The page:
Pandora Papers Identify 300 Indians with Offshore Accounts

Pandora Papers Report. Photo: ICIJ
Pandora Papers Report. Photo: ICIJ

Pandora Papers reveal how the rich, the famous and the notorious set up complex multi-layered trust structures for estate planning.

The Indian Express has identified more than 300 Indians with offshore accounts in the leaked data, including Bollywood celebrities, industrialists, people accused of fraud and other financial crimes, as well as famous sports stars like Sachin Tendulkar.

According to its report published on November 23, the worldwide investigation led by the International Consortium of Investigative Journalists (ICIJ) was based on 11.9 million confidential records leaked from 14 offshore financial service providers that help wealthy clients set up shell companies and trusts in a variety of tax havens, including Seychelles and Dubai. Two of the providers, Asiaciti Trust and Il Shin, are based in the Asian financial hubs of Singapore and Hong Kong, respectively.

“What our investigation into the Pandora Papers has revealed is the brazenness with which many of the subjects we are writing about went about setting up offshore entities, despite the reforms in the offshore sector,” said Ritu Sarin, investigations editor at The Indian Express, an ICIJ partner.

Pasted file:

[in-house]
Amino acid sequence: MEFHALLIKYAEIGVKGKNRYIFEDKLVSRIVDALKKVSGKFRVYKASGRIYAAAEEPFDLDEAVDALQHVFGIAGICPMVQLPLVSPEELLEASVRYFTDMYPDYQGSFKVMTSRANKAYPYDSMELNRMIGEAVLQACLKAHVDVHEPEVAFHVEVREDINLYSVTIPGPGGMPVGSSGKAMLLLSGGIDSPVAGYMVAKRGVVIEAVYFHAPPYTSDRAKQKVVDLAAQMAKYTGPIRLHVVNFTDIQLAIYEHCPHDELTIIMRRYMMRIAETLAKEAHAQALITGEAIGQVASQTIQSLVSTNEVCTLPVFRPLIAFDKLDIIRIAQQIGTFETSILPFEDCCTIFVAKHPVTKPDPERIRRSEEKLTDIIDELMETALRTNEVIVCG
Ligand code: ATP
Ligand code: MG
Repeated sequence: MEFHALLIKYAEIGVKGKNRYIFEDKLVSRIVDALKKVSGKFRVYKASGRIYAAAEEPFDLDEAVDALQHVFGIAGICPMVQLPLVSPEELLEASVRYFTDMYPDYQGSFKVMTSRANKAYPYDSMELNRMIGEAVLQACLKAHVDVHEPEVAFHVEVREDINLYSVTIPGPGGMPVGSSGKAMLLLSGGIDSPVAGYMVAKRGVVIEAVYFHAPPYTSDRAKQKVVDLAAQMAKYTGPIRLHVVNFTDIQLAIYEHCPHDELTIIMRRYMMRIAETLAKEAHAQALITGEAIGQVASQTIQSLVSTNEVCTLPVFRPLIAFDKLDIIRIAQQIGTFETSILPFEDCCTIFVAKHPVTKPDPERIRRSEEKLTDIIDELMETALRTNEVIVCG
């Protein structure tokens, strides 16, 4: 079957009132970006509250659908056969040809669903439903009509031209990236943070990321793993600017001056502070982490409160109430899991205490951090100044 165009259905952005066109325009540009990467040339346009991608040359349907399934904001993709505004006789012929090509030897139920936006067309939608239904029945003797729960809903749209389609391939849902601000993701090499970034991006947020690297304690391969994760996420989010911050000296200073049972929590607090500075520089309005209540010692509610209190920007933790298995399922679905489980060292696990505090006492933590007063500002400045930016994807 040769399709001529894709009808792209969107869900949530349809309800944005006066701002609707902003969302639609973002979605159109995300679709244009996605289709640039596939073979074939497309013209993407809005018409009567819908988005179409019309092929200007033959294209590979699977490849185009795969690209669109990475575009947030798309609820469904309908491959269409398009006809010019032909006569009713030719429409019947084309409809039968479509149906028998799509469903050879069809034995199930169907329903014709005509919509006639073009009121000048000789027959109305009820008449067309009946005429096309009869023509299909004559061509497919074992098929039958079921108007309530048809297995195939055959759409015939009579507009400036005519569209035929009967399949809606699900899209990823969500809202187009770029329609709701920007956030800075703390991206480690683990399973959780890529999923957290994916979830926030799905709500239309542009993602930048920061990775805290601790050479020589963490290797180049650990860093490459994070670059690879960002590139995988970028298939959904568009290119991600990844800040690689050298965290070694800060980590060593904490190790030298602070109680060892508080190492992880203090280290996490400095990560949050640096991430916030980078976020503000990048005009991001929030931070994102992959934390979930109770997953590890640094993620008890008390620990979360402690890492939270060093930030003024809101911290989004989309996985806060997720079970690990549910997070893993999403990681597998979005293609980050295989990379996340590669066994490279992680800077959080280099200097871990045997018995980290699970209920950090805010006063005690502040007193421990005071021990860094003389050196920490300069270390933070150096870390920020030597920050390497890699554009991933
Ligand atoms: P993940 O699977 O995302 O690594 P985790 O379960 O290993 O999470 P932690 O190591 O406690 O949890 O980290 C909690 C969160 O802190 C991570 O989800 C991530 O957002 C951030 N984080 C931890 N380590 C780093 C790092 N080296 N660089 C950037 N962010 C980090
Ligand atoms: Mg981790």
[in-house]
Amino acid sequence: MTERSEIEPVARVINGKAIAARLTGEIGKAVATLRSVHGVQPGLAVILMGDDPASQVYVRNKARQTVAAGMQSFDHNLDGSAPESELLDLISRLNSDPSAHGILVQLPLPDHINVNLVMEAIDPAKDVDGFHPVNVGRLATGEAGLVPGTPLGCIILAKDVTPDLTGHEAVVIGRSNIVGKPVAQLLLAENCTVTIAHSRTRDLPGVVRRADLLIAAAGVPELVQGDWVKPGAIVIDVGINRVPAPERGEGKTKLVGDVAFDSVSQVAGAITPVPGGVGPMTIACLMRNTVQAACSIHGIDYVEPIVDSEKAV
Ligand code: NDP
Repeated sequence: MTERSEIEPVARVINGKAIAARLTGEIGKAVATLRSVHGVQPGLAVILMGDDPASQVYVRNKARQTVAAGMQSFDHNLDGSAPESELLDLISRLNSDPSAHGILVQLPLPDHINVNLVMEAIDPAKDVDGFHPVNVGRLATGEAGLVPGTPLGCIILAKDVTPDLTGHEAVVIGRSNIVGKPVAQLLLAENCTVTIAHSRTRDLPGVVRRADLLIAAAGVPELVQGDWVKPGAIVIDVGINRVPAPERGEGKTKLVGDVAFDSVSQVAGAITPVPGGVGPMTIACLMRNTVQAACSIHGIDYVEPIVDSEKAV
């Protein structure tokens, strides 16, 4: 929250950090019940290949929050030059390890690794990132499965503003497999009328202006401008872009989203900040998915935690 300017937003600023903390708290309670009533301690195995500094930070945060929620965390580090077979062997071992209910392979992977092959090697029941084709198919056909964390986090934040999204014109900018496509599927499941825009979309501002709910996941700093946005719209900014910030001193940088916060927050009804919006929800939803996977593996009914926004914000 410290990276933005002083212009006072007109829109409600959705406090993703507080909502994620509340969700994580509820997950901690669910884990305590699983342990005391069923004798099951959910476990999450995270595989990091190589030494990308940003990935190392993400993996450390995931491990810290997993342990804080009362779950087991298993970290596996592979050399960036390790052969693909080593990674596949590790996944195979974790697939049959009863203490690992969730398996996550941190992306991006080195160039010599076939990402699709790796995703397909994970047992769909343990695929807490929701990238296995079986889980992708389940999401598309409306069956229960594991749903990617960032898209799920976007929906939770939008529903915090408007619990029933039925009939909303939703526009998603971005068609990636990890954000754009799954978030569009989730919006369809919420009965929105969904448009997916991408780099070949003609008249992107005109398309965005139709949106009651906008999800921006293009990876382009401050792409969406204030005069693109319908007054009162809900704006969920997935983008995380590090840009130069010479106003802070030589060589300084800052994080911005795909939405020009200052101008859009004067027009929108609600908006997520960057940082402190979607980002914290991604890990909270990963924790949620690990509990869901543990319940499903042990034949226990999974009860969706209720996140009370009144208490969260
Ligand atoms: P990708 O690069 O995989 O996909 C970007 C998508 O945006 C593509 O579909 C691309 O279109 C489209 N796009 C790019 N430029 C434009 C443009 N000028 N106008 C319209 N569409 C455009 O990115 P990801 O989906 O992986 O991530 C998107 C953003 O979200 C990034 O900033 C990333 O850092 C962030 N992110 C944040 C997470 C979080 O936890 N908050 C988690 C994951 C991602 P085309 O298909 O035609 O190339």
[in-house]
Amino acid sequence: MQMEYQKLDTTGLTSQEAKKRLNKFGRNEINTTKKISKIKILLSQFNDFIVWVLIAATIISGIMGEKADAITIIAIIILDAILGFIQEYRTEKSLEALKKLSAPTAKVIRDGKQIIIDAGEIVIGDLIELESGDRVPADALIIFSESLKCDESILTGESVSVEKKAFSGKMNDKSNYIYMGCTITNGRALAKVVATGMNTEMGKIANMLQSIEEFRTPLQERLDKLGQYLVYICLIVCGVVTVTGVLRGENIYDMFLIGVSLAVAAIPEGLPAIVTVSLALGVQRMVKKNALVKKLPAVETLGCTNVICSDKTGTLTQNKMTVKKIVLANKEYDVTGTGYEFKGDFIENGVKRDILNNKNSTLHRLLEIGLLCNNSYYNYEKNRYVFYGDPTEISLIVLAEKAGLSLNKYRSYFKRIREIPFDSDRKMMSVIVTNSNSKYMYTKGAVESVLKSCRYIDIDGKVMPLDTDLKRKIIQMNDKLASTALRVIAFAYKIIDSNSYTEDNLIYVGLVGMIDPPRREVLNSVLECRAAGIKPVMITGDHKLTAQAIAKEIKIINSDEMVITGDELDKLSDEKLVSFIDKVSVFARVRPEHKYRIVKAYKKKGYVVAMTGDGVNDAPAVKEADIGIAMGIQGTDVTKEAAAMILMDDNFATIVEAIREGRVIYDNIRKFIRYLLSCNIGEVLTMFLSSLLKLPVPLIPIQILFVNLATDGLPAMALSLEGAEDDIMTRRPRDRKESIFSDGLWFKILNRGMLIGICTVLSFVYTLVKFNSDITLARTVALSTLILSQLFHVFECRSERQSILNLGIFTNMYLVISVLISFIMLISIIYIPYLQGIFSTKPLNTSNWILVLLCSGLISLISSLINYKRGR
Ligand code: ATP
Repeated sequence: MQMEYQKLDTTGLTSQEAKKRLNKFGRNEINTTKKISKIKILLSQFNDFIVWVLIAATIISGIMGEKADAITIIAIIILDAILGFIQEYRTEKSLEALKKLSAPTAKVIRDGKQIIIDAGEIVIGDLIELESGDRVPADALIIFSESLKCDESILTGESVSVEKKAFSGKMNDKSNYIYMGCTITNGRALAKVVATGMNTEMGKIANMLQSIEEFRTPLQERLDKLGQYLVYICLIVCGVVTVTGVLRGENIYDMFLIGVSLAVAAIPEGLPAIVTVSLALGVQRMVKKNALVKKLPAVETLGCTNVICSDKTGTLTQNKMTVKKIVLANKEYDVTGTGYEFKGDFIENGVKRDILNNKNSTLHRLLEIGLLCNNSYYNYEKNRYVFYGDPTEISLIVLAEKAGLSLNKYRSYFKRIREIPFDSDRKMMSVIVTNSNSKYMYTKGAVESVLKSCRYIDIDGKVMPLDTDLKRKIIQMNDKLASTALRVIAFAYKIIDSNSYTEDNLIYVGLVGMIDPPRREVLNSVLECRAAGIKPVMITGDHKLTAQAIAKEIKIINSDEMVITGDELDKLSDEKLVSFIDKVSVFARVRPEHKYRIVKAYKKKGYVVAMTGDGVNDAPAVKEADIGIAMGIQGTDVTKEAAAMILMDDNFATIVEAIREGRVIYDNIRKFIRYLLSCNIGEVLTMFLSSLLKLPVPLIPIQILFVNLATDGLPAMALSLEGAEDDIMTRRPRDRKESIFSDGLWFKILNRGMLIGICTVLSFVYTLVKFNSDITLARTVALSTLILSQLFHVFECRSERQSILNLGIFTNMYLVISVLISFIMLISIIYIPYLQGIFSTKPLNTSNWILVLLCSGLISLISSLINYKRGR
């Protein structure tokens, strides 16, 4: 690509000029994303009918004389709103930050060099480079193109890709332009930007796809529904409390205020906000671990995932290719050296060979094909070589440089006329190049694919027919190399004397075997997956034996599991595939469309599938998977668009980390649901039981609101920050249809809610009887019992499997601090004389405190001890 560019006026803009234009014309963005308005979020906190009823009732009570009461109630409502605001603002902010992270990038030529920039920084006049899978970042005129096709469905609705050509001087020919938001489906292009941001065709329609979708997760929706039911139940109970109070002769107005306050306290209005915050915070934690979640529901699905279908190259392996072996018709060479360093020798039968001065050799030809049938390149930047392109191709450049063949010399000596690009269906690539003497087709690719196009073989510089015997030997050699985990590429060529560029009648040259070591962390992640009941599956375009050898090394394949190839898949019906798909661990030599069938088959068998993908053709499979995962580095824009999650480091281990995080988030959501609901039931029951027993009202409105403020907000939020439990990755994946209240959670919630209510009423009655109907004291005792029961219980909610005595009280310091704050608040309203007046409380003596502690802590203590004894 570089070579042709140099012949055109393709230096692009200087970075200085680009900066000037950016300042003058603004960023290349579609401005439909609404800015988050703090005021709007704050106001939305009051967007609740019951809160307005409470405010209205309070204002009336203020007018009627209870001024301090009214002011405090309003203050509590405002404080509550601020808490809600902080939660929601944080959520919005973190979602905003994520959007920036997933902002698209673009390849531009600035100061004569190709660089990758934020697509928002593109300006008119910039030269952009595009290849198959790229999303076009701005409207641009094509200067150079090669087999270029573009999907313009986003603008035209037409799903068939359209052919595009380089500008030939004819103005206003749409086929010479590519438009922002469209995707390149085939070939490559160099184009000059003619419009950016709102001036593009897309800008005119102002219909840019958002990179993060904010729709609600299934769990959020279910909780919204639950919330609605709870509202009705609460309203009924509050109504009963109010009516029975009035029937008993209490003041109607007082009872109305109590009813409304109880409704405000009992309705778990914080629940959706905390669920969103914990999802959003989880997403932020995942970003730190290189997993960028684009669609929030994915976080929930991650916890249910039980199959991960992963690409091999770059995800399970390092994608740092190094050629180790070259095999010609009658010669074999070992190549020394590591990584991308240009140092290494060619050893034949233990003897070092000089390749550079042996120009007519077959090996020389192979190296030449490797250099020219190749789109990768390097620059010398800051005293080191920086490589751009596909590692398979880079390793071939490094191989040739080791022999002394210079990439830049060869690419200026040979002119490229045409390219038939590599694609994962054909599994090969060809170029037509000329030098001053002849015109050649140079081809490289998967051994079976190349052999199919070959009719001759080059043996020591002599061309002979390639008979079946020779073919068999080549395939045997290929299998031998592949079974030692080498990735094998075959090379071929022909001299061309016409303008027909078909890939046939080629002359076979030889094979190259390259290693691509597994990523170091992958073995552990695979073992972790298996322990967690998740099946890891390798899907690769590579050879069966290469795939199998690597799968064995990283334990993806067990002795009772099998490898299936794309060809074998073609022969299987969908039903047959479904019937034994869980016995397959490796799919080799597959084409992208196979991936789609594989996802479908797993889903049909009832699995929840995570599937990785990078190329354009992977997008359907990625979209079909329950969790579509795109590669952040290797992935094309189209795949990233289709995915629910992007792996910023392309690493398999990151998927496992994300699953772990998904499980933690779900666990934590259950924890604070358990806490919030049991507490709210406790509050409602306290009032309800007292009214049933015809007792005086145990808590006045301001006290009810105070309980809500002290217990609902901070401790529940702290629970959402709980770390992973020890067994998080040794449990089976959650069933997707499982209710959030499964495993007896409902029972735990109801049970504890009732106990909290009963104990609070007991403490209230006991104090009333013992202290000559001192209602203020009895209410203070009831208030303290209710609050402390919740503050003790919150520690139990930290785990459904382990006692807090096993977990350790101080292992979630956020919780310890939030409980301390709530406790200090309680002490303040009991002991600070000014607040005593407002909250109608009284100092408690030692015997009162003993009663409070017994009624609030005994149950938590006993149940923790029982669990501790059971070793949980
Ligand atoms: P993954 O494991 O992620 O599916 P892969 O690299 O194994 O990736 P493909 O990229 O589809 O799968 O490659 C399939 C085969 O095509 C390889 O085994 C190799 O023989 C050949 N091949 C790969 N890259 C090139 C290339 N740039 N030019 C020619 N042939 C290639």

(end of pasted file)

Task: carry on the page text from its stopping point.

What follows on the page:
Two former officers of the Indian Revenue Service, one who was arrested for alleged corruption and money laundering, and another who was an Income Tax Chief Commissioner, were found to have Swiss bank accounts, The Indian Express reported. Soon after the revelations, according to ICIJ, India’s finance ministry announced it will investigate the Indian names exposed in the leak and take “appropriate action.”

According to The Indian Express, Pandora Papers reveal how the rich, the famous and the notorious, many of whom were already on the radar of investigative agencies, set up complex multi-layered trust structures for estate planning, in jurisdictions which are loosely regulated for tax purposes, but characterised by air-tight secrecy laws.

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Rakesh Raman